Tagged: pinterest

Embedding Images: The Promise of Proliferation, The Tension of Control

The practice of allowing visual media to be embedded on an external site by an anonymous user has seen widespread adoption (thanks, YouTube), so that any site in the business of publishing content uses it. By allowing readers to share the video/photo itself, and not a page link, it incentives use and reuse by offering bespoke contextualization of the object. Moreover, it gives the source publisher the ability to generate outbound links and traffic data in a more meaningful way. With the adoption of embedding by lay online publishers commonplace, many photo startups and incumbents within photo tech and licensing have exclusively focused on embedding (like IMGembed) or integrated it as another solution for their clients (like Yay Images’ “streaming” service and Getty’s embed program). While there’s clear demand, there’s ambiguity over how best to monetize using an embedded feature: per-impression fee, subscription, in-image advertising, data mining? Interestingly, photo-tech seems much more interested in plotting new paths than its retail-focused counterparts.

Houzz, the Pinterest-inspired home-décor community, recently secured $165MM in new funding. The start-up doesn’t hide photo sharing as being critical to its success – it’s right there in the global nav, immediately next to their logo: “PHOTOS”. Their embedding feature on every image (over 4.2MM) serves a clear purpose: to link back to Houzz.com. Embedding images from Houzz is simple and requires no registration. Embeddable codes are served up with every photo; Houzz delivers the image from its server, with a link back to the page on Houzz where the photo is published. There’s no credit line on source from Houzz on embedded images (and, once embedded on another site, you can easily save the photo/orphan).

Given their reliance upon photos for their business model, one might expect a bit more intelligence for how embedding is leveraged beyond just an anonymous share out and link back strategy. Houzz could employ a metadata strategy that better promotes both the content of the photo and its source (look to the Getty/Pinterest partnership), thus strengthening their brand and connectivity with users on the supply side as well as the user side. Also, utilizing visual recognition technology could create a more powerful selling platform, and allow Houzz to use the photo as a distributed point of sale among its retailers and partners. Embedding, when viewed as a vehicle for a more robust and deep engagement, can take on added dimensions.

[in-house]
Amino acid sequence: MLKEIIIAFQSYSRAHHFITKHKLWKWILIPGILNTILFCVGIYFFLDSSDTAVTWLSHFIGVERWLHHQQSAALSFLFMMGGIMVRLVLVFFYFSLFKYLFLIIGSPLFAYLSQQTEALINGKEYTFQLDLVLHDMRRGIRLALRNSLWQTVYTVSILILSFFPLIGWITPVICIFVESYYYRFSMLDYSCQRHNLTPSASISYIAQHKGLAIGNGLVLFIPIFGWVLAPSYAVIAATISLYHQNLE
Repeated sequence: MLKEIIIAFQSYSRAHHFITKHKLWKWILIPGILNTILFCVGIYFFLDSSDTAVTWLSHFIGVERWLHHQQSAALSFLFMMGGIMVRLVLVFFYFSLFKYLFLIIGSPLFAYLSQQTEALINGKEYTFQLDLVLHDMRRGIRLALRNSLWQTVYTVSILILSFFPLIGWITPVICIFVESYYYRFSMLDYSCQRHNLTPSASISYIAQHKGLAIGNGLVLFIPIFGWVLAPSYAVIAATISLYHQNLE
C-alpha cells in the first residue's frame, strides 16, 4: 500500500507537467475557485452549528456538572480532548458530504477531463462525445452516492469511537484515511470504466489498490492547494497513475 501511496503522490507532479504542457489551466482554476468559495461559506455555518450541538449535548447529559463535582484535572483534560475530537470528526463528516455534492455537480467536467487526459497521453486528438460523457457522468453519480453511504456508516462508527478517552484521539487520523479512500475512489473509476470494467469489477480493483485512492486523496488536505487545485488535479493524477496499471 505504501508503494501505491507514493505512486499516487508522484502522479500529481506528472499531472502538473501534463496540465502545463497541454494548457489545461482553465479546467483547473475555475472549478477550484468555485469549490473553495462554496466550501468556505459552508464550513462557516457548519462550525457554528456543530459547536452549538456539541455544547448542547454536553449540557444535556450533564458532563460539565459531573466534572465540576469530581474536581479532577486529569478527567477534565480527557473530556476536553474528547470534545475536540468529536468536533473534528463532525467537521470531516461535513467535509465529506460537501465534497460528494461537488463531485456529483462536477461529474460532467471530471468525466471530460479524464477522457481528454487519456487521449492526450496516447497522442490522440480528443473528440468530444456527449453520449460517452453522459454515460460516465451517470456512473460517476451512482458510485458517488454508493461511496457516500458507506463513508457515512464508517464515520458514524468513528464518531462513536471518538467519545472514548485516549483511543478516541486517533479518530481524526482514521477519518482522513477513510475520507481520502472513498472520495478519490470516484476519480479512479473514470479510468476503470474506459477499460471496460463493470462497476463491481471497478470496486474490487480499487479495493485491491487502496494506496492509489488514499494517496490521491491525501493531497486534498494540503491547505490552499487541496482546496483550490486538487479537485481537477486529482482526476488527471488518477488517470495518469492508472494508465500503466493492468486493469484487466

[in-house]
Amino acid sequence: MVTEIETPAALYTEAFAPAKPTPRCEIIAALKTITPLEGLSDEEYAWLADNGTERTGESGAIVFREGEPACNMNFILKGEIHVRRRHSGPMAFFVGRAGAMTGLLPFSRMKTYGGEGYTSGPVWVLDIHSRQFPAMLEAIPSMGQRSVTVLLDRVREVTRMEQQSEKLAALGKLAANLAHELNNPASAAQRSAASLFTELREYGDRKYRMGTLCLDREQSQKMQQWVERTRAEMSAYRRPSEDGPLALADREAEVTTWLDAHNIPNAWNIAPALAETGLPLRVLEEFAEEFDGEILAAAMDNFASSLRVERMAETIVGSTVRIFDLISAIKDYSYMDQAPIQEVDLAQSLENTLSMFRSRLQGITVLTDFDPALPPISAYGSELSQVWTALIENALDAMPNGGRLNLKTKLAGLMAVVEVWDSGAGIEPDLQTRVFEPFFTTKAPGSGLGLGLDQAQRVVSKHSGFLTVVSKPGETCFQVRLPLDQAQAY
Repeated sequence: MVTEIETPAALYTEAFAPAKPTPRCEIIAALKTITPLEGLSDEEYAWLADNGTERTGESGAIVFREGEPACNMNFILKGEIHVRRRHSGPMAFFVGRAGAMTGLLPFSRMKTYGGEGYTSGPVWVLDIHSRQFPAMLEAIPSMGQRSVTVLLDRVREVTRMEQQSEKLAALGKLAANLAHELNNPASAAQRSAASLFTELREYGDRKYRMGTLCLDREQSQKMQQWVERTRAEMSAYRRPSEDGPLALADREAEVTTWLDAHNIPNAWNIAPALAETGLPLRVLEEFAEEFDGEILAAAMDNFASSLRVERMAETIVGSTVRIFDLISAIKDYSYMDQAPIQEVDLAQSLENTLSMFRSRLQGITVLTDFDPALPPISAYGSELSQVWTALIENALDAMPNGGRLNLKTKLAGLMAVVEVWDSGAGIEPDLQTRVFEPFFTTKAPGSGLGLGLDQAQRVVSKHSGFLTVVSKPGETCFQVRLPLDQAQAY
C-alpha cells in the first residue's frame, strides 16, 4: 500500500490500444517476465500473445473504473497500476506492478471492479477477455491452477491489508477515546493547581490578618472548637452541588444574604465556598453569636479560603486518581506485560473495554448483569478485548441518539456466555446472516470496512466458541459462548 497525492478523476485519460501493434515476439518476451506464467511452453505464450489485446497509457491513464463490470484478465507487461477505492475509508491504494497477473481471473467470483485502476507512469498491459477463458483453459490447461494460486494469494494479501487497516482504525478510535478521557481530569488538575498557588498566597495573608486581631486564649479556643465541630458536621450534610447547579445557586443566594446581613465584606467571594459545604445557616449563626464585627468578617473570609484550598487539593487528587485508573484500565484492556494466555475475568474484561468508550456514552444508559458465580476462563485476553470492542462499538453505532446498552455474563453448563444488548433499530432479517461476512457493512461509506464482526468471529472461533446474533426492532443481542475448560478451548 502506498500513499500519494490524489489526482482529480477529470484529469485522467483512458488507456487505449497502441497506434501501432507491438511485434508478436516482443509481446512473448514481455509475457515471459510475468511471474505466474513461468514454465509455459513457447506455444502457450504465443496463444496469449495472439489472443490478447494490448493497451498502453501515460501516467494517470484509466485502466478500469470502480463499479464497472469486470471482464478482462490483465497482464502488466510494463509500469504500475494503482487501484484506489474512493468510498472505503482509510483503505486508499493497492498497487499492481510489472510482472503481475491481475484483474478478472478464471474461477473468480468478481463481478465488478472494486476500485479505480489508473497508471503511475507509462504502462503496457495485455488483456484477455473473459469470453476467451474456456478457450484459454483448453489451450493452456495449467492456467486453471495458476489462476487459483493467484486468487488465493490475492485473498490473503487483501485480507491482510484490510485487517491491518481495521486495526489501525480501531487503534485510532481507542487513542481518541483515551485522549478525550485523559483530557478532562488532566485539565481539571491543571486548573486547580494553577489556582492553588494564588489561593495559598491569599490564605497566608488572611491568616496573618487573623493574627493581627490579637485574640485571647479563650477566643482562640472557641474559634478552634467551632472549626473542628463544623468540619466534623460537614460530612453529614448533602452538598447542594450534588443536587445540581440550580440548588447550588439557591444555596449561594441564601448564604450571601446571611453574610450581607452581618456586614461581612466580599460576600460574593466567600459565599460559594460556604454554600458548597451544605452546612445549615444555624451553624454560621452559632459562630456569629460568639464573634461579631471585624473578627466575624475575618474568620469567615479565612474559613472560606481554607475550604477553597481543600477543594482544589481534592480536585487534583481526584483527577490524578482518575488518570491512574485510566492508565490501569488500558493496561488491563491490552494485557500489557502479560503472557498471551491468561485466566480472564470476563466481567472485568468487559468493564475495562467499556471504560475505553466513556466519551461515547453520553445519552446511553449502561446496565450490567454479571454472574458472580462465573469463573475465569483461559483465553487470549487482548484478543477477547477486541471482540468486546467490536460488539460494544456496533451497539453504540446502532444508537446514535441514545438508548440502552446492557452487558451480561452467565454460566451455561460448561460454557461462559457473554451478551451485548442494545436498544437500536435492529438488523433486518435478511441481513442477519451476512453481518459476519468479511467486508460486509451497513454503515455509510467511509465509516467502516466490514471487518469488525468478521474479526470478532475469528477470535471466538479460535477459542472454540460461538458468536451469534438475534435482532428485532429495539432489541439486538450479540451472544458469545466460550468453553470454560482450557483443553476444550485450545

Perhaps the most interesting use of embedding technology for photos – at least for those who aggregate and license – is in NewsCred’s recent launch of their Image Editor. NewsCred is in the business of creating and licensing content for content marketing purposes, and images are in all if not most of the content they license and distribute to other companies. Their platform tracks use and provides analytics, but their core service is as an aggregator and licensor of content. While NewsCred has for a while had multiple sources for visual content, it emphasizes as part of its marketing for the Image Editor access to “12.6 million stock images from Getty Images and our new partner Shutterstock as well as 28.1 million editorial images”. Clearly, putting it in the hands of the user is a lean toward customization of their service, but it’s also another pivot away from managing downloads on desktops. As part of a contained experience in using photos in content marketing, it benefits from use analytics which NewCred’s suppliers, NewsCred, and its end users can utilize.

If the practice of embedding is as much about control as it is ease of proliferation, the creation of “content on a string” by NewsCred and other content creation/management companies (as opposed to pure aggregators like Houzz and Pinterest) leans heavily on the control premise. Of course, the big differentiator lies within rights: aggregators who open themselves up to crowd sourcing have real limitations on how they can interact with that content. Pinterest drew the ire of the photo licensing industry after its launch by virtue of its inability to support accurate rights holder information, or even proper links, and was viewed as a massive orphan work generator (it has since made product improvements that address this). Where UGC imposes barriers for photo tech and aggregators, photo licensing companies like Getty hold the advantage with a vetted inventory. Still, the strategy is one of proliferation and not one of containment – but shouldn’t it be both? Embedding can provide clear value to the user (hassle-free access, customization) and to the rights-holder/publisher (tracking, analytics, sharing). Building those channels of use, through proliferation, is of high value. How that network is exploited becomes the central question to monetization.